Trending Clinical Topic: Meditation vs Medication

Ryan Syrek


November 25, 2022

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Evidence supporting the potential for meditation to produce significant health results continues to stack up. Several recent studies compared the efficacy of mindfulness and related strategies vs pharmaceutical interventions in various conditions. The results sparked a great deal of interest, perhaps most notably those from a trial of mindfulness-based stress reduction (MBSR) in patients with anxiety disorders (see Infographic).

The study included 276 adult patients, most of whom had generalized anxiety or social anxiety. The mean age was 33 years; 75% were women, 59% were White, 15% were Black, and 20% were Asian. Participants were randomly assigned to receive MBSR (136 patients) or escitalopram (140 patients). MBSR included a weekly 2.5-hour class, a day-long weekend class, and daily 45-minute guided meditation sessions at home. The primary outcome was the score on the Clinical Global Impression–Severity (CGI-S) scale for anxiety. Among the 208 participants who completed the study, the baseline mean CGI-S score was 4.44 for MBSR and 4.51 for escitalopram. At week 8, the MBSR group's score improved by a mean of 1.35 points, whereas the escitalopram group's score improved by 1.43 points (difference, -0.07; 95% CI, -0.38 to 0.23; P = .65). The lower end of the CI (-0.38) was smaller than the prespecified noninferiority margin of -0.495, indicating noninferiority. Around 78% of those receiving escitalopram had at least one treatment-related adverse event, compared with 15.4% in the MBSR group.

Another recent study examined the effect of mind-body practices, including yoga and meditation, on patients with type 2 diabetes. The meta-analysis included 28 studies involving patients with type 2 diabetes published between 1993 and 2022. Findings suggest that mindfulness modalities improved glycemic control to a similar extent as medications such as metformin. Across all types of mindfulness interventions, a significant mean reduction in A1c of 0.84% was observed (P < .0001). With MBSR, A1c was reduced by 0.48% (P = 0.03). With meditation specifically, A1c dropped by 0.50% (P = .64). The largest drop in A1c was associated with yoga, where it fell by 1.00% (P < .0001); that is approximately the same degree of glycemic control achieved with metformin, the authors suggest.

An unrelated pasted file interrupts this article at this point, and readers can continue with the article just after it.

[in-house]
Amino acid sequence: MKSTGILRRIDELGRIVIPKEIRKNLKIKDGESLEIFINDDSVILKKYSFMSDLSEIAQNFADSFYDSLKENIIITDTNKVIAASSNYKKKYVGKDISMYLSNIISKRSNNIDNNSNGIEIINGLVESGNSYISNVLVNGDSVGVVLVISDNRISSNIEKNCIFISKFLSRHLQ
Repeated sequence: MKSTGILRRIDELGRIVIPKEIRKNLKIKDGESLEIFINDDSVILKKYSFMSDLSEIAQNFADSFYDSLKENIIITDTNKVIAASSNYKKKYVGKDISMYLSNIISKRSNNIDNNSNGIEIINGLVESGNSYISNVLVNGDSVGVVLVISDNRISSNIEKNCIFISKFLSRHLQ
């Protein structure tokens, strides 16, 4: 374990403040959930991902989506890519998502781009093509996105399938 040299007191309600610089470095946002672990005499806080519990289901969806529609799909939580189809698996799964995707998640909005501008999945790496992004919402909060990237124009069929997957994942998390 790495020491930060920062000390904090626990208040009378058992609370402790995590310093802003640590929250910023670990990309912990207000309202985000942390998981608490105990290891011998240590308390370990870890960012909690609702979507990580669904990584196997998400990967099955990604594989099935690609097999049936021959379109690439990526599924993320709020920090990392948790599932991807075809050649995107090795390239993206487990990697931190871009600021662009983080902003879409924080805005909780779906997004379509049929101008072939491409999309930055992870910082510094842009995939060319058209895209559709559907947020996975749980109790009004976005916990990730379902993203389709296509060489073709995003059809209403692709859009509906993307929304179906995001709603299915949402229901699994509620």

MBSR has also recently proven effective against pain. In a randomized trial, more than 100 healthy individuals were assigned to an 8-week MBSR program, an 8-week health improvement program (HEP), or a waiting list. To examine the interventions' effect on the pain experience, participants underwent a pain task. They had 20 thermal stimuli applied to the wrist for 12 seconds, including 8 seconds at peak temperature. During the task, participants underwent MRI to assess the neurologic pain signature (NPS) and the stimulus intensity independent pain signature-1 (SIIPS-1) within the brain. The MBSR group had a significant decrease in NPS compared with the HEP group (P = .05) and from pre- to postintervention assessments (P = .023). Those in the MBSR group also had "marginal" NPS decreases vs the waiting list group (P = .096) and in SIIPS-1 compared with both the HEP (P = .089) and waiting-list groups (P = .087). In subjective pain ratings, the MBSR group had a marginal decrease compared with the waiting-list group (P = .078) and from pre-to postintervention assessments (P = .028). Long-term meditators reported significantly less pain intensity and unpleasantness (P < .001).

From pain to glucose control to anxiety disorders, the potential of meditation and related interventions to produce results similar to those of pharmaceutical interventions has certainly caught the eye of many clinicians. These three recent findings in particular were of interest to those comparing meditation with medication, leading to this week's top trending clinical topic.

Take a quick quiz about key recent findings related to anxiety.


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